Escherichia coli (E. coli) is a bacterium that is commonly found in the gut of humans and warm-blooded animals. Most strains of E. coli are harmless. Some strains, however, such as Shiga toxin-producing E. coli (STEC), can produce powerful toxins and cause severe foodborne disease. The most recognised serogroup of STEC is E.coli O157:H7. Other strains e.g. E. coli O104:H4 may also cause serious disease and outbreaks.
Symptoms of STEC infection include abdominal cramps and diarrhoea that may in some cases progress to bloody diarrhoea. Fever and vomiting may also occur. In serious cases, the infection may lead to a life-threatening complication named haemolytic uraemic syndrome (HUS) which is a type of kidney failure. People of any age can become infected. Very young children and the elderly are more likely to develop severe illness, but even healthy older children and adults can become seriously ill.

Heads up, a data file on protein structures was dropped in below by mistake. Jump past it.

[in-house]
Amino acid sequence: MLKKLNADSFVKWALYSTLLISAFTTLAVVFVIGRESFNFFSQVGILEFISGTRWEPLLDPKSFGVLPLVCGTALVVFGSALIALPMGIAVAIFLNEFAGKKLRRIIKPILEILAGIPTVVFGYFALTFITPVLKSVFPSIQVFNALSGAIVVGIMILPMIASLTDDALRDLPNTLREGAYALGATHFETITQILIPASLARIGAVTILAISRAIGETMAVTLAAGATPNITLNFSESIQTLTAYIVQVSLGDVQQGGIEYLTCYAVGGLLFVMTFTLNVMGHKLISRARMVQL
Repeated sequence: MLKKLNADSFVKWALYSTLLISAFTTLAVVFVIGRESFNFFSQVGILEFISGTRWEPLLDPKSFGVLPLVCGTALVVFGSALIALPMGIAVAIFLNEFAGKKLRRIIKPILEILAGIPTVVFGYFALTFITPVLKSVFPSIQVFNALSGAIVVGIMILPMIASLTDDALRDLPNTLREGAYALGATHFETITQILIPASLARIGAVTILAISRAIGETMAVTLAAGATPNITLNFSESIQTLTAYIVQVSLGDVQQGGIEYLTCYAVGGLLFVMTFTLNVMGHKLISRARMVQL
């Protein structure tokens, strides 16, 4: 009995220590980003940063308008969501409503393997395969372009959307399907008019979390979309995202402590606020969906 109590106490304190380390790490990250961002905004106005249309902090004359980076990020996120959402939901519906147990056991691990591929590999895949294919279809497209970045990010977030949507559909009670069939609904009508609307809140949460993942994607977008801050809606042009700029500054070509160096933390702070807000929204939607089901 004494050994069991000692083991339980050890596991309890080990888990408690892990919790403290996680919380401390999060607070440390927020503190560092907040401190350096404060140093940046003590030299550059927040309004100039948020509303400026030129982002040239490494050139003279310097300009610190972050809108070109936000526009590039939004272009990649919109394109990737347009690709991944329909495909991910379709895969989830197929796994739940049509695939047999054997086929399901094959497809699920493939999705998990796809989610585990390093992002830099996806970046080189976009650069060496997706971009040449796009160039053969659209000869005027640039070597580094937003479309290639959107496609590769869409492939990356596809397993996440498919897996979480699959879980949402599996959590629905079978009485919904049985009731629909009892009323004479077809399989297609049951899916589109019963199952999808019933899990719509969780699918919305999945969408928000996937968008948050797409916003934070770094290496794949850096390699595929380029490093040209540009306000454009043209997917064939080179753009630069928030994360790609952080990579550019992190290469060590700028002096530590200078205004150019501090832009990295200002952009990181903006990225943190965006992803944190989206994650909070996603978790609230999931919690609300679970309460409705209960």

Mode of transmission
STEC is transmitted to humans primarily through consumption of contaminated foods, such as raw or undercooked ground meat products, contaminated fruits and vegetables, unpasteurised dairy products, contaminated water, and direct contact with animals or their environment. Direct person-to-person transmission through the faecal-oral route can also occur. Exposure to recreational water sources like swimming in contaminated water is also a route of infection.
Can range from about 2 – 10 days, usually 3 – 4 days.
Clinical management for STEC infection is usually supportive. Fluid and electrolyte replacement is important when there is severe diarrhoea. Patients with kidney failure may require specific supportive treatment and transfusion.
Preventive measures for STEC infection are similar to those recommended for other foodborne diseases. Public are urged to observe good personal and food hygiene: